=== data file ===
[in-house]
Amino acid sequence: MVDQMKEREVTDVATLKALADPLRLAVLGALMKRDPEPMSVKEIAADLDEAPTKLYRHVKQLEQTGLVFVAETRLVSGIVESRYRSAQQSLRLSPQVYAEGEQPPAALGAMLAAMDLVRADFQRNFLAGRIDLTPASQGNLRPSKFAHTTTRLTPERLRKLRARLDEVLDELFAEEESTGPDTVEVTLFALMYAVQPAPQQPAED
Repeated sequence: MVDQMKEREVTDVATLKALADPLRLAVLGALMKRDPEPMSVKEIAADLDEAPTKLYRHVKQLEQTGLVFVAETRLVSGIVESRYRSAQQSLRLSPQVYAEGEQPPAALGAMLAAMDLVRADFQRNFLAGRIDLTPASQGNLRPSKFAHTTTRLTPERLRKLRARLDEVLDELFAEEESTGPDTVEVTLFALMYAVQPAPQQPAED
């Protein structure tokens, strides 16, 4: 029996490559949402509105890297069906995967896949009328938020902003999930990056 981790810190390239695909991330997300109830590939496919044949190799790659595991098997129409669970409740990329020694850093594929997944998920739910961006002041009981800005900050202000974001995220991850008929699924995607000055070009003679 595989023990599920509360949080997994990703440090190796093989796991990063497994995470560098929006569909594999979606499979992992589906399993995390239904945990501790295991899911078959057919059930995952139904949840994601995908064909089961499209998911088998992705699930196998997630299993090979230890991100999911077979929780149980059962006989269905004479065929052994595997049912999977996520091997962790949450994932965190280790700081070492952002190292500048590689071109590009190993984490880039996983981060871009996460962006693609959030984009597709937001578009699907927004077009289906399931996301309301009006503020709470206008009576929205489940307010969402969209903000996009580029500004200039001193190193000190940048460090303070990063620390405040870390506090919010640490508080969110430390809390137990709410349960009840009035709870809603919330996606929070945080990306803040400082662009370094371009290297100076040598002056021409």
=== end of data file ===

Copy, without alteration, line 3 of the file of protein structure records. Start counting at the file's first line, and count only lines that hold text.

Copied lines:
Repeated sequence: MVDQMKEREVTDVATLKALADPLRLAVLGALMKRDPEPMSVKEIAADLDEAPTKLYRHVKQLEQTGLVFVAETRLVSGIVESRYRSAQQSLRLSPQVYAEGEQPPAALGAMLAAMDLVRADFQRNFLAGRIDLTPASQGNLRPSKFAHTTTRLTPERLRKLRARLDEVLDELFAEEESTGPDTVEVTLFALMYAVQPAPQQPAED